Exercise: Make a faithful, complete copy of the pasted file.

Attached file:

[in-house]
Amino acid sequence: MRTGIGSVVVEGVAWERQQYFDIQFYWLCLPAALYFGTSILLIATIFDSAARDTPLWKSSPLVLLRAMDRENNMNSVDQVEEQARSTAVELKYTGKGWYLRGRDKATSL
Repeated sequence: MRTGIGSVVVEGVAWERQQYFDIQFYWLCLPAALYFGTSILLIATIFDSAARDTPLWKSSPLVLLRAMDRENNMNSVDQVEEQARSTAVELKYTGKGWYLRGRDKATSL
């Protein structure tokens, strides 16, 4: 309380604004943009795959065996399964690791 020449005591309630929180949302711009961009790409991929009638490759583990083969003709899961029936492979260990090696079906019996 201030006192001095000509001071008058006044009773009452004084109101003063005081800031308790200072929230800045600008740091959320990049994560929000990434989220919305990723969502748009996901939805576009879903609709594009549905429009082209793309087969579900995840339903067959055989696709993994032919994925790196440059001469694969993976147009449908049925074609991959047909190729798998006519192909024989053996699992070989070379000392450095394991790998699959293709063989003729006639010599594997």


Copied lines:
[in-house]
Amino acid sequence: MRTGIGSVVVEGVAWERQQYFDIQFYWLCLPAALYFGTSILLIATIFDSAARDTPLWKSSPLVLLRAMDRENNMNSVDQVEEQARSTAVELKYTGKGWYLRGRDKATSL
Repeated sequence: MRTGIGSVVVEGVAWERQQYFDIQFYWLCLPAALYFGTSILLIATIFDSAARDTPLWKSSPLVLLRAMDRENNMNSVDQVEEQARSTAVELKYTGKGWYLRGRDKATSL
């Protein structure tokens, strides 16, 4: 309380604004943009795959065996399964690791 020449005591309630929180949302711009961009790409991929009638490759583990083969003709899961029936492979260990090696079906019996 201030006192001095000509001071008058006044009773009452004084109101003063005081800031308790200072929230800045600008740091959320990049994560929000990434989220919305990723969502748009996901939805576009879903609709594009549905429009082209793309087969579900995840339903067959055989696709993994032919994925790196440059001469694969993976147009449908049925074609991959047909190729798998006519192909024989053996699992070989070379000392450095394991790998699959293709063989003729006639010599594997």